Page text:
Synopses & Reviews
Book jacket/back: The setting of Jean Genet's celebrated play is a brothel that caters to refined sensibilities and peculiar tastes. Here men from all walks of life don the garb of their fantasies and act them out: a man from the gas company wears the robe and mitre of a bishop; another customer becomes a flagellant judge, and still another a victorious general, while a bank clerk defiles the Virgin mary. These costumed diversions take place while outside a revolution rages which has isolated the brothel from the rest of the rebel-controlled city. In a stunning series of macabre, climactic scenes, Genet presents his caustic view of man and society.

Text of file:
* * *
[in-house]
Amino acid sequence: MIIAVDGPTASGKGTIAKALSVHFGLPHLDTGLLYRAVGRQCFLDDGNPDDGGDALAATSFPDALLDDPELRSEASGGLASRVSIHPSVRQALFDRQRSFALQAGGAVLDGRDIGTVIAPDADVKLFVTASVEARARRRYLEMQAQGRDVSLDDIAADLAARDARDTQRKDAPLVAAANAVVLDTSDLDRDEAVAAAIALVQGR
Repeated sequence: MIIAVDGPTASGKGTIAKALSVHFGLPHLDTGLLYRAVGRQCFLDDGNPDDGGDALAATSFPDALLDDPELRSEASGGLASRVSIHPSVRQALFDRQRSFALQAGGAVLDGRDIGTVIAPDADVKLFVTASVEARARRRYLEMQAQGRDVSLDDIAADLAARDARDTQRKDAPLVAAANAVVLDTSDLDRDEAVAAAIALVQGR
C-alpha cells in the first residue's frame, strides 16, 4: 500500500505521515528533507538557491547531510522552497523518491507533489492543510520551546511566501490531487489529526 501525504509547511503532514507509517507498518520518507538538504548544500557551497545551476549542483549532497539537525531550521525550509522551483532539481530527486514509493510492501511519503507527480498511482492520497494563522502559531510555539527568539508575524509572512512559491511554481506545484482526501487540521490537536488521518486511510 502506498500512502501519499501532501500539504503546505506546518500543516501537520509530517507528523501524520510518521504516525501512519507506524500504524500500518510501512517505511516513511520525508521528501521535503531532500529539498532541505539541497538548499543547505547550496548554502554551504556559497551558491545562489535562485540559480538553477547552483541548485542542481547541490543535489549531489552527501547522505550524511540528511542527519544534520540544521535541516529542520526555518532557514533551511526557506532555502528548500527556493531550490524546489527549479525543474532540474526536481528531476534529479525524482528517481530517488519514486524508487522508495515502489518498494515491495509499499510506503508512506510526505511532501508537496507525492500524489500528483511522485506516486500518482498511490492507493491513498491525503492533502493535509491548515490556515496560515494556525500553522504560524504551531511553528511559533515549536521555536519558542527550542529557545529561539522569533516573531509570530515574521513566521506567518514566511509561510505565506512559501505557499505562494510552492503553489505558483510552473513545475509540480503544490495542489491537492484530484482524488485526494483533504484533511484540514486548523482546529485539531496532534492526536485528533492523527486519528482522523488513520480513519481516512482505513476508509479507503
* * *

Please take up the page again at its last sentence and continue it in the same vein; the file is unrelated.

The Balcony is probably the most stunning subversive work of literature to be created since the writings of the famous Marquis.... A major dramatic achievement.” Robert Brustein, The New Republic
< div=""> & #8220; The Balcony is probably the most stunning subversive work of literature to be created since the writings of the famous Marquis.... A major dramatic achievement.& #8221; & #8211; & #8211; Robert Brustein, The New Republic< iv="">